The village school in Kothapally, in southern India, has only a handful of amenities – blackboards, desks and chairs, a playground with a wooden bench under a tree. But it has one unusual resource: an automatic weather station.
Nestled among farms, the government school is the only one in the southern Indian state of Telangana – and possibly in the country – to have a weather station on its premises, scientists overseeing the station said.
Ninth graders, all children of local farmers, record rainfall, humidity, wind speed and the air temperature as part of a bigger project led by an international crop research institute to customize the village’s farming to its water availability.
“I understand how this works. I know if it rains well the previous day it is a good time to put fertilizer on the crops the next day,” said Vamshi Voggu, 14, who doesn’t much like science lessons but enjoys his morning weather-monitoring job at school.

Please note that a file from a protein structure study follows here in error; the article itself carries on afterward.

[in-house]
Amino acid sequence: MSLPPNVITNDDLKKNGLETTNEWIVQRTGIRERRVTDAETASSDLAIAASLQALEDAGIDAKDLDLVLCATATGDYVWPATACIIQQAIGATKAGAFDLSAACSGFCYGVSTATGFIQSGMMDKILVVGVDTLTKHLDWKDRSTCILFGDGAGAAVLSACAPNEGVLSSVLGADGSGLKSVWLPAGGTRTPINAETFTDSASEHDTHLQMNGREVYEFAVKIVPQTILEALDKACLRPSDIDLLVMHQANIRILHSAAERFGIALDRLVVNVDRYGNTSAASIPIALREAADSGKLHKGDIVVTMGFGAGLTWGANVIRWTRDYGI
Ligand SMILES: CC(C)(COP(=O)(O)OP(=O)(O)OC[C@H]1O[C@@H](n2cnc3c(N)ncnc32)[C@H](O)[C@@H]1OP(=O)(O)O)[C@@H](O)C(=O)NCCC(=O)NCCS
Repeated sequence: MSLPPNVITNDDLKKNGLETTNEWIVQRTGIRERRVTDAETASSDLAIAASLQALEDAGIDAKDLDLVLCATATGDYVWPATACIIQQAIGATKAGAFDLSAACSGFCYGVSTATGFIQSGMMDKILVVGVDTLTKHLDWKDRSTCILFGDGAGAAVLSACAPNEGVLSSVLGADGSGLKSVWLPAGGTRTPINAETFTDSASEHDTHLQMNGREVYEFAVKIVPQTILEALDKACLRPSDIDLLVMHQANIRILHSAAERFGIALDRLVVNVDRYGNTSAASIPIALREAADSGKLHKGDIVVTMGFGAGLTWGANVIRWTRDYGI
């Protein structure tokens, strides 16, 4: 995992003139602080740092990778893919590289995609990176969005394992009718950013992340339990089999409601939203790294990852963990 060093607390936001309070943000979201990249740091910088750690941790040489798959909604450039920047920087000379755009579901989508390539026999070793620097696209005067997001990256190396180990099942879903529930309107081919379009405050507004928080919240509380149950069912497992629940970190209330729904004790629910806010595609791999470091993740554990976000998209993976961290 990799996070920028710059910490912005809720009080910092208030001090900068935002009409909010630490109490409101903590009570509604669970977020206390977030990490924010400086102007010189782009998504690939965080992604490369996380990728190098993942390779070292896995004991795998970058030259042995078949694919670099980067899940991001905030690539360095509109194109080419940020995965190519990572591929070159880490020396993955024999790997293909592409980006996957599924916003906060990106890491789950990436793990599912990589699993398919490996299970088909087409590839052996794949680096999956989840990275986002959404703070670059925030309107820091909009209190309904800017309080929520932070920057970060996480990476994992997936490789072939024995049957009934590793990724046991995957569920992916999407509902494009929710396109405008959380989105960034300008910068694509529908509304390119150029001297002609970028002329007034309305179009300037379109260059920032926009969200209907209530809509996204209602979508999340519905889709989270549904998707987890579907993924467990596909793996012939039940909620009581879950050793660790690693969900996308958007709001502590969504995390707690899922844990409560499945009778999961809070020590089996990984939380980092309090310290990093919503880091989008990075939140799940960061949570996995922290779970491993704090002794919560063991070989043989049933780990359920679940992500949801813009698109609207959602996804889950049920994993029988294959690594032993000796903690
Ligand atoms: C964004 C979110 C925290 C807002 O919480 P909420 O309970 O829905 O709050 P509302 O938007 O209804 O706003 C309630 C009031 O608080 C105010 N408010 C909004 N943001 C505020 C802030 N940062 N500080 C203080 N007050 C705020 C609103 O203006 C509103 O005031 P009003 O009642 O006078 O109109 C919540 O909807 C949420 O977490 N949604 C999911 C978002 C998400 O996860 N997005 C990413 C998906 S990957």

“My parents are farmers. This information helps them,” Voggu told the Thomson Reuters Foundation during a class break, with his giggly friends chiming in on how farmers in the village benefit from the device.
Two decades ago, Kothapally faced an acute water crisis, with little available to irrigate farms or to drink and women walking miles to fetch water.
Nearly half the village’s children were out of school, many herding cattle to supplement family incomes, villagers said. Read more
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